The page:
Night Of The Living Dead Production Team

Zombie fiction is not about the horror of the ghouls, the deformed monsters, the shuffling undead but instead about the horror they reveal within all of us. The anxiety that the true monsters are the people beside you, the people you think you can trust, is what runs through Geroge A. Romero’s 1968 horror classic Night of The Living Dead. The story follows a group of strangers hiding out in a house in the middle of nowhere with zombies desperately banging on their doors. This existential threat turns up the heat, exposing the nature of each character. It is a story of infighting, fear and violence.

The first problem anyone must overcome, when adapting a film to the stage, is how to tell the story without the power of editing. Film, unlike theatre, has the power to change locations, scenes and characters in the blink of an eye. Something relatively elementary in a film, showing a character running from a cemetery to a house, for example, is made very difficult on stage. Due to the limitation of space within a theatre, you can’t show a character in continuous movement for very long, you must devise creative solutions to justify the adaptation. This is the first stumbling point of The Night of The Living Dead at The Corpus Playhouse.

“Bringing the television report ... into the action was an excellent creative decision”

The show is over-reliant on blackouts. Although this may not have been the intention, possibly a first-night technical issue, it left the play feeling awkward and disjointed. The blackouts appeared to be an attempt to mirror the transactions of the film but far from being quick and sharp, they were slow and clumsy. These transitions undercut scenes that could have been poignant and affecting. There were some strong performances, Charlie Scott-Haynes and Adam Keenan, in particular, were exceptional. Scott-Haynes’s screams were chilling and, early in the play, expressed the gravity of the group’s plight. I only wish they utilised her talents more but understand the necessity of sacrifice in an ensemble piece. Keenan commanded the stage in a similar but opposite way to Scott-Haynes. With a larger role, he had more to work with and provided the most complex performance. My eyes were drawn to them, enwrapped by Keenan’s portrayal of fragile masculinity and Scott-Haynes’s intense vulnerability. But, when the lights turned off and the scene transitioned you were reminded forcefully that this was a play.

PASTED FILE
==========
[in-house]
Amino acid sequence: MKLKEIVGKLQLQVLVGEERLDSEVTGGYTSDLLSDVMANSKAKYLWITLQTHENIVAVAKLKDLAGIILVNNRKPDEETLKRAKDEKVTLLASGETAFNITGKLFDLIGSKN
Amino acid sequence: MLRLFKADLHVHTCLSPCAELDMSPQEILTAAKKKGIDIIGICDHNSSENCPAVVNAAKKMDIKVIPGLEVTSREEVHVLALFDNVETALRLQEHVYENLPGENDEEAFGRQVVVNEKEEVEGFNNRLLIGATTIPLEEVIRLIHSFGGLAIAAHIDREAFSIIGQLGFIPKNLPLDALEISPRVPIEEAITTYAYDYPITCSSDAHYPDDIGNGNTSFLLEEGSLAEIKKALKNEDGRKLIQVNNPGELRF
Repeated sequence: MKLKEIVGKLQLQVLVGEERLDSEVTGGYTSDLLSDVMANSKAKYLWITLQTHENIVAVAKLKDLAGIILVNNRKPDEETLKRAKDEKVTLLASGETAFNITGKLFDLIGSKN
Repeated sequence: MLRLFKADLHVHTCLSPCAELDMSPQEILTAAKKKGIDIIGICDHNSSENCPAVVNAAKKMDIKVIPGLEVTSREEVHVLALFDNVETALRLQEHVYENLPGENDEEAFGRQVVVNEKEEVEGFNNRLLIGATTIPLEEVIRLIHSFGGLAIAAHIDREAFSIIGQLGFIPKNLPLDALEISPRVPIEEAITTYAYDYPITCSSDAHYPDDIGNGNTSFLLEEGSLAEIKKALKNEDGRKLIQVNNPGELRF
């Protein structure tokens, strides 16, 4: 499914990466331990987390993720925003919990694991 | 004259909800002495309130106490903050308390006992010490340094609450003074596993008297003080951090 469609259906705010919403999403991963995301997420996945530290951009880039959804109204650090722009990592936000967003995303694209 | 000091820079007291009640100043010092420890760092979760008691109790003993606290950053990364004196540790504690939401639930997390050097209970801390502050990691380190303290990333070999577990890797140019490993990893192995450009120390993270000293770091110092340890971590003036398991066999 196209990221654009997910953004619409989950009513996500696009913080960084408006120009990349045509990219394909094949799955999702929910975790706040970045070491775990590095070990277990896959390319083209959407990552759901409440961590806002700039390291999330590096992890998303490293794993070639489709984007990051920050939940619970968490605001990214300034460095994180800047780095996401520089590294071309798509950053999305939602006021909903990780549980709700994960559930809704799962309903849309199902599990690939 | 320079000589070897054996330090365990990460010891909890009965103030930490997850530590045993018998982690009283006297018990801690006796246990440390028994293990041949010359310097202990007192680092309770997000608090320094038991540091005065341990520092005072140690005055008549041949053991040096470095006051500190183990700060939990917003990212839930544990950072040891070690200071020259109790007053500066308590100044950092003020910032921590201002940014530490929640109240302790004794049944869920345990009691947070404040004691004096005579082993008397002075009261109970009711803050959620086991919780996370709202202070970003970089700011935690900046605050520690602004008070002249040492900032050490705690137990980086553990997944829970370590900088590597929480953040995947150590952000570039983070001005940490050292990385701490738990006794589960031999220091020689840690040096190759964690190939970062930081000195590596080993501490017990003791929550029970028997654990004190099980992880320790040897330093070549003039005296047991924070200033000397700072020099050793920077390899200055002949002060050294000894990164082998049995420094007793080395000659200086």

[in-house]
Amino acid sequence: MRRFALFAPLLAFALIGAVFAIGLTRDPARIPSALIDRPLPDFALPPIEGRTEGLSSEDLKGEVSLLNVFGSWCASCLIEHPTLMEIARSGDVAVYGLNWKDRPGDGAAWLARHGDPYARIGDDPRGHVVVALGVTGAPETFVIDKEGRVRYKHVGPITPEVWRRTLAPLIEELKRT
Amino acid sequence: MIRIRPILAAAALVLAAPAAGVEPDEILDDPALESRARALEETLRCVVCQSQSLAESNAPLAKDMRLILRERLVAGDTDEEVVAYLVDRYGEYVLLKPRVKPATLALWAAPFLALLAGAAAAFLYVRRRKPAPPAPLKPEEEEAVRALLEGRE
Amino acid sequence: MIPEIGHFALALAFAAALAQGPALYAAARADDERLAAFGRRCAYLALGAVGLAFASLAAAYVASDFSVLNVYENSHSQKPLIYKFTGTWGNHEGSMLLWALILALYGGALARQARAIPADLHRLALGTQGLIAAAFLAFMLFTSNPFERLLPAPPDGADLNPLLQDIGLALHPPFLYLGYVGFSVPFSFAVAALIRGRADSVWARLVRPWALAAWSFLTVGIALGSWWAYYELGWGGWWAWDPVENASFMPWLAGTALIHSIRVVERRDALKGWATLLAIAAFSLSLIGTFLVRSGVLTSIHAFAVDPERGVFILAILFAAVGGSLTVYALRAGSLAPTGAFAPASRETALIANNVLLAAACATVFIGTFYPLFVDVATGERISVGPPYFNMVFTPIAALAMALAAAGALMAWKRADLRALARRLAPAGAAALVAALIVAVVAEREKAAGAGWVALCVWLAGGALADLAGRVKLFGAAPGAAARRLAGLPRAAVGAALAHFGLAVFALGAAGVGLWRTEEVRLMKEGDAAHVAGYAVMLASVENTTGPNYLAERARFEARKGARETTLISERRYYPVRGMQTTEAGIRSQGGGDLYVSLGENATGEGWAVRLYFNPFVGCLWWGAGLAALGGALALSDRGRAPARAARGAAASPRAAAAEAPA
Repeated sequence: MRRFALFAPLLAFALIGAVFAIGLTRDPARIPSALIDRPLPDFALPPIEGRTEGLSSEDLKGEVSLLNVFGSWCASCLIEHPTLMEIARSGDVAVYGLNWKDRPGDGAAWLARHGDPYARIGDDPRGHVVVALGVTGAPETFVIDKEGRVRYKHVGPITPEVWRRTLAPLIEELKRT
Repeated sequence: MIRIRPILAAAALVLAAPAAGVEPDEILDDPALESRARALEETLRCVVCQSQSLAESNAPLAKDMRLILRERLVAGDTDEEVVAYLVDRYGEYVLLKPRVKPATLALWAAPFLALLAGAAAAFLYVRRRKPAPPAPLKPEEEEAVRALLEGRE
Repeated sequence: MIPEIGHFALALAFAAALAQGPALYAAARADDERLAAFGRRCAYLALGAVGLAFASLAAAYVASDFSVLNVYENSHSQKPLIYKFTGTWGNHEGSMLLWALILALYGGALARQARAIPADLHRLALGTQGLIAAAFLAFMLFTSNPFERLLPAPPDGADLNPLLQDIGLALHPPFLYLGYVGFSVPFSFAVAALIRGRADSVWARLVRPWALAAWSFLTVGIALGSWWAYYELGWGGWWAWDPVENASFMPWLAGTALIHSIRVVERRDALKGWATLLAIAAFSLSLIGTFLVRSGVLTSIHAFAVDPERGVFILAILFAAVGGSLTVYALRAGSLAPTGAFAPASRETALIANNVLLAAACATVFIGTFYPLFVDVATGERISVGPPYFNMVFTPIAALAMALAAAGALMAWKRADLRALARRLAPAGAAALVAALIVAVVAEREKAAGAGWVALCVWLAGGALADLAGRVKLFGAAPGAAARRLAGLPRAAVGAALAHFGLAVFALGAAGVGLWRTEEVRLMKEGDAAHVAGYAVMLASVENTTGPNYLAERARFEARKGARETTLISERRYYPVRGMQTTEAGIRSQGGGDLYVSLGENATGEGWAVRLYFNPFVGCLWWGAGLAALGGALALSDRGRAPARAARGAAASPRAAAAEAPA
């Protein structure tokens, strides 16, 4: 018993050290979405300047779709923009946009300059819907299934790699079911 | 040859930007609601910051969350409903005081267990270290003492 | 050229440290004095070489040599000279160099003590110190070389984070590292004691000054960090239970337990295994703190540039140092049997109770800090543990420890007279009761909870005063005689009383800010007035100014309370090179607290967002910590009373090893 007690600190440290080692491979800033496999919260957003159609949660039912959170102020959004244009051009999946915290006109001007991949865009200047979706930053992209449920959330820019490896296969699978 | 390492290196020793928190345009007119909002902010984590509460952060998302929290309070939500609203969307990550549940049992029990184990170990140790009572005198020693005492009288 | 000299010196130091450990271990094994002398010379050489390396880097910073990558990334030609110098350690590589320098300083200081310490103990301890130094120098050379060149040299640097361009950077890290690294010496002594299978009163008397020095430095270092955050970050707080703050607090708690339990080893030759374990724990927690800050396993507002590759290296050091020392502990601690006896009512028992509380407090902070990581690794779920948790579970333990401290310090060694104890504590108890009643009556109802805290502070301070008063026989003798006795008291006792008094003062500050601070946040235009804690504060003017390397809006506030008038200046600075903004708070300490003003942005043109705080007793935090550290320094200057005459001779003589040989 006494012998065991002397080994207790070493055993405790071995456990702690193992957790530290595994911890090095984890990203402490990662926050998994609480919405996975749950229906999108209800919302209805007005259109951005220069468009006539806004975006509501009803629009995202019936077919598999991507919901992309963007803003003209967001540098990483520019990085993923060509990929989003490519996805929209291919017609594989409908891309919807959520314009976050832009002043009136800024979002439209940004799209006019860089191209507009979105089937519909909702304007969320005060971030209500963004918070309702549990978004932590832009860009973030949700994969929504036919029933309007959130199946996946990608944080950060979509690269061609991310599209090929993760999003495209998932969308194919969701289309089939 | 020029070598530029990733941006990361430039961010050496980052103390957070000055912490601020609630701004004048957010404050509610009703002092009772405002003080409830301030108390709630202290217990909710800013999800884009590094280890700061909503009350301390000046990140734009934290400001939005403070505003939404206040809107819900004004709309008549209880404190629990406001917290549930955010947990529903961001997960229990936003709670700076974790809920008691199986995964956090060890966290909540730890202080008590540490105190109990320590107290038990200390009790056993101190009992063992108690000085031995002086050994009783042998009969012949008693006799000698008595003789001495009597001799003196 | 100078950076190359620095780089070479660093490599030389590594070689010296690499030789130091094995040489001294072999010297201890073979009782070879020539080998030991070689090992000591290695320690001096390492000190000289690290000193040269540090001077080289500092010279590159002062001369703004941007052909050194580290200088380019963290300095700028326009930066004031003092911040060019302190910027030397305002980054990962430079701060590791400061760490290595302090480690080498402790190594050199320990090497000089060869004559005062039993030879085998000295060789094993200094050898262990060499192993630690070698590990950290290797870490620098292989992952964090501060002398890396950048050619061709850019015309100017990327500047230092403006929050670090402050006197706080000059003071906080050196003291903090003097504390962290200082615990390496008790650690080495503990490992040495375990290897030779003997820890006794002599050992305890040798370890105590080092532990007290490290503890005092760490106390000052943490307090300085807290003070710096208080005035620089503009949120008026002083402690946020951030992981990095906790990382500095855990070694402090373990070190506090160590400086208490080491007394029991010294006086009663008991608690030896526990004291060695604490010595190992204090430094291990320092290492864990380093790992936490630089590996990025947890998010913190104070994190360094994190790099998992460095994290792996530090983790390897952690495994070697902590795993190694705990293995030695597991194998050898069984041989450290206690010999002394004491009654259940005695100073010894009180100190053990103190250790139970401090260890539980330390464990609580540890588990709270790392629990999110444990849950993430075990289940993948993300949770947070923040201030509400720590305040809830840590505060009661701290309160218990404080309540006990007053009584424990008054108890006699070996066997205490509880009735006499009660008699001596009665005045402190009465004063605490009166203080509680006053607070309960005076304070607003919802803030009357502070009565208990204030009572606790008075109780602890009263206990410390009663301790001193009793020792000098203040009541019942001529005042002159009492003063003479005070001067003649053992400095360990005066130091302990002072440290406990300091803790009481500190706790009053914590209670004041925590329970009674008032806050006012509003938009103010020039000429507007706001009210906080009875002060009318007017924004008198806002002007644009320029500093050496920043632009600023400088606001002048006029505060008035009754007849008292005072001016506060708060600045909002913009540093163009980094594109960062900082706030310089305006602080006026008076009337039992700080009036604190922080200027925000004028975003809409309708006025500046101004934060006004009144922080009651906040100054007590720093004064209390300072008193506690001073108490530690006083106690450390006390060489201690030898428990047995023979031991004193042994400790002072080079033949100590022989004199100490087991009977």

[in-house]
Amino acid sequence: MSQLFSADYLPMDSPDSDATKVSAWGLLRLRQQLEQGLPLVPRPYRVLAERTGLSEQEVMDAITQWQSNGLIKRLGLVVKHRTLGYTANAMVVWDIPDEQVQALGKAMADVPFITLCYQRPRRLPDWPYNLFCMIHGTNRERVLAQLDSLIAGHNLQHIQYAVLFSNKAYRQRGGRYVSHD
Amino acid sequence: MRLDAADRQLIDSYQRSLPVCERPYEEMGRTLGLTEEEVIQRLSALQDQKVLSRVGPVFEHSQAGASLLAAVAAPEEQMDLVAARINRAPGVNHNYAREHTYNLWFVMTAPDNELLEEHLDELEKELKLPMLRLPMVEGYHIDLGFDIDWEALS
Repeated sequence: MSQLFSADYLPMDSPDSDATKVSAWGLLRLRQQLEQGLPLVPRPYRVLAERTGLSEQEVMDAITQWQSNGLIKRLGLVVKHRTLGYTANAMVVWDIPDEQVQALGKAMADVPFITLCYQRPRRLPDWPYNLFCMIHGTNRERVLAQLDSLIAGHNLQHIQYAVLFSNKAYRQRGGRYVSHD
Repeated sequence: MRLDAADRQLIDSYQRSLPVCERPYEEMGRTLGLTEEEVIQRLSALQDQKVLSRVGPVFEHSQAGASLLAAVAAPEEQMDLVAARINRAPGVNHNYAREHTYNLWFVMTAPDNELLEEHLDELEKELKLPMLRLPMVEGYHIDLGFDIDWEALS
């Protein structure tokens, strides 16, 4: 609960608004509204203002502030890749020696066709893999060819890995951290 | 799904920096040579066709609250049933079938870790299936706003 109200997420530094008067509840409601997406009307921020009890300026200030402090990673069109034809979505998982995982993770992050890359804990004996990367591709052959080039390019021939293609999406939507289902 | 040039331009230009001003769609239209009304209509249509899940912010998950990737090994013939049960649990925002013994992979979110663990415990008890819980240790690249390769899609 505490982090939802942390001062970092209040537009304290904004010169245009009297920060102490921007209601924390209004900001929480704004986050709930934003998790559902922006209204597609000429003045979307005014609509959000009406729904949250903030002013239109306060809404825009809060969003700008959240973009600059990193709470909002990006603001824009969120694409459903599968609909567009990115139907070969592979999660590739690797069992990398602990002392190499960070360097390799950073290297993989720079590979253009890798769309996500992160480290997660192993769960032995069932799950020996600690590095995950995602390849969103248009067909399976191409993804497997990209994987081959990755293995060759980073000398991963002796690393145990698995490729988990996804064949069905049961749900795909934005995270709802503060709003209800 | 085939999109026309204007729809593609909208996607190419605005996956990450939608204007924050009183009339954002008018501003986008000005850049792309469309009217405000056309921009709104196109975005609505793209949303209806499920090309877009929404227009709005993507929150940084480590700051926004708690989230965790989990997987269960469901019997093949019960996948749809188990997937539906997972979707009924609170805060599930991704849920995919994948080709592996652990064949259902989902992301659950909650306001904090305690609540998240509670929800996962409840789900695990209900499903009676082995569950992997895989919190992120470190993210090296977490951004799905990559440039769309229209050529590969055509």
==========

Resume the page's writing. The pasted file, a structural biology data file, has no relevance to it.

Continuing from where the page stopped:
Mountain View

From Score to Stage: collision of music and theatre in Ghost Quartet

The Corpus Playhouse was a good choice of venue for the Night of the Living Dead. Its claustrophobic atmosphere replicates Romero’s close, intimate camera work. Sitting in the front row you feel part of the play and, when you hear a malevolent fist banging on the door, you feel the horror the play is attempting to inspire. There is, however, tonal dissonance within the play between the horror of the house and the comedy of the tv reports. At first, when the TV crew and officer McLellan (Isaac Allen) come onto the stage to enact the report our characters are watching I was impressed. Bringing the television report, a static feature in the original film, into the action was an excellent creative decision. It added dynamism to the stage and utilized the aspects of theatre to do something that would be impossible on film. The only issue with this writing and directorial choice is that it shattered the tension that had been building in the house.

This moment occurred as the tension was at a fever pitch in the house, everything felt like it was one action away from a bloodbath, it was the moment in the play that I felt was most powerful and it was deflated by the comedy of the news report. This unfortunate tendency to undercut horror and tension with comedy continues until the last moment of the play.

All of this being said, I would still recommend Night of The Living Dead as a true slice of B movie, pulp horror this Halloween. With a few strong performances, superb technical work and a compelling plot, it is bound to entertain. It left me with the question, who are the living dead? Are they the zombies or the people we know are bound to die and yet are acting out their last hour of life before our eyes?